Union proposes “training and wellness centre” for Carlton

Brendan Rees

A plan by the Construction, Forestry, Maritime, Mining, and Energy Union (CFMEU) to build a $12 million “training and wellness centre” in Carlton will be considered by the City of Melbourne.

Under the proposal, the union wants to add four levels and a roof terrace to the existing two storey building at 27-29 Leicester St, which would see the heritage façade retained.

The plans seek a permit to create an education centre next to the existing CFMEU headquarters – with five new dedicated training areas including one for women and indigenous members, a gym, and a multi-purpose area and function space.

“The proposed education centre provides spaces that are sympathetic to wellness, mental health and resilience training,” the submission said.

The plan also proposes to upgrade the existing façade of 540 Elizabeth St and add a new canopy – which currently has an eight-storey brick and concrete building.

The Elizabeth St building was the scene of a violent protest in September last year over COVID-19 vaccine mandates.  

The Hayball Architects-designed project would “add visual interest to the surrounding area while embracing contemporary design”.

According to a planning report, the union said it wanted to provide healthy environments and unique spaces that were “sympathetic to wellness, mental health, and resilience training”.

“It aims to provide training facilities as well as culturally sensitive spaces dedicated to the CFMEU’s female and indigenous members,” it said.

According to the CFMEU, restorative spaces in the building would relieve stress and mental fatigue – with features including dimmable lighting, a water feature, “natural sounds”, sun-exposed and shaded areas, and “calming colours, texture and forms” with visual privacy.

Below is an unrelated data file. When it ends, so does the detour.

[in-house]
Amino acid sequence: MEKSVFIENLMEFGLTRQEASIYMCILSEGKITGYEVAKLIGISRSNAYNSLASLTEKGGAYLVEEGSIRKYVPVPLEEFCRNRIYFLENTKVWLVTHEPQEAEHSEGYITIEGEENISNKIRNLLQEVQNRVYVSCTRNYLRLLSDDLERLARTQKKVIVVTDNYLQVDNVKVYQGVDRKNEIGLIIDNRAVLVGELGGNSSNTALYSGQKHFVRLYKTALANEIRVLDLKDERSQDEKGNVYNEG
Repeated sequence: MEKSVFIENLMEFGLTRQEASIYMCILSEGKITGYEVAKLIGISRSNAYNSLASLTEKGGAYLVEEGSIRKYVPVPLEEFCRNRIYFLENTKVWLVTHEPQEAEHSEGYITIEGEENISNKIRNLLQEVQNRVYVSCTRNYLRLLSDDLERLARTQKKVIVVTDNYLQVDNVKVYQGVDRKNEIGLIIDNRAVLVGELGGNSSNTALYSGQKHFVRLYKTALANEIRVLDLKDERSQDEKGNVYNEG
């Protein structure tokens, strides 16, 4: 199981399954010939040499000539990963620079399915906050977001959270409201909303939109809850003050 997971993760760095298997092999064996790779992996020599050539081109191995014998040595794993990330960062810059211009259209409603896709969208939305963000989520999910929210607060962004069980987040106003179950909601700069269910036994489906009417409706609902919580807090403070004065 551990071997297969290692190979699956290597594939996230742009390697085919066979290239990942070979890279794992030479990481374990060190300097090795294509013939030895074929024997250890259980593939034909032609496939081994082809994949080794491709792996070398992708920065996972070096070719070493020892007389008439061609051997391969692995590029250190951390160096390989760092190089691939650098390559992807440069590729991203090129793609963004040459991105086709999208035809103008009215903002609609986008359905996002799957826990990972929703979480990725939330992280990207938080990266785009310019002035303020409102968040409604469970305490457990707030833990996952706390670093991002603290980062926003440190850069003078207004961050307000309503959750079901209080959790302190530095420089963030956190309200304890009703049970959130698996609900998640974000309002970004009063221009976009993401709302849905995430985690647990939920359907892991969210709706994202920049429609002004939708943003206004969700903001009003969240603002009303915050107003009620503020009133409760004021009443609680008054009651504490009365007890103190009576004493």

“To promote calm and encourage recharge and refocus, this project will integrate the restorative space/restorative environment for relaxation and restoration,” the report said.

Part of the building at Leicester St would be demolished with the facade kept and new levels added, according to the plans.

The education building would be 21.3 metres high [or six storeys] and consist of a ground-floor breakfast bar, a reception area, and two roof terraces.

The heritage facade at Leicester St “will be made good with works to include any necessary repair of brickwork and repointing, replacement of the modern windows with timber frames and removal of redundant conduit and other accretions,” the report said •

 

Caption: An artist’s impression of the proposed CFMEU education building.

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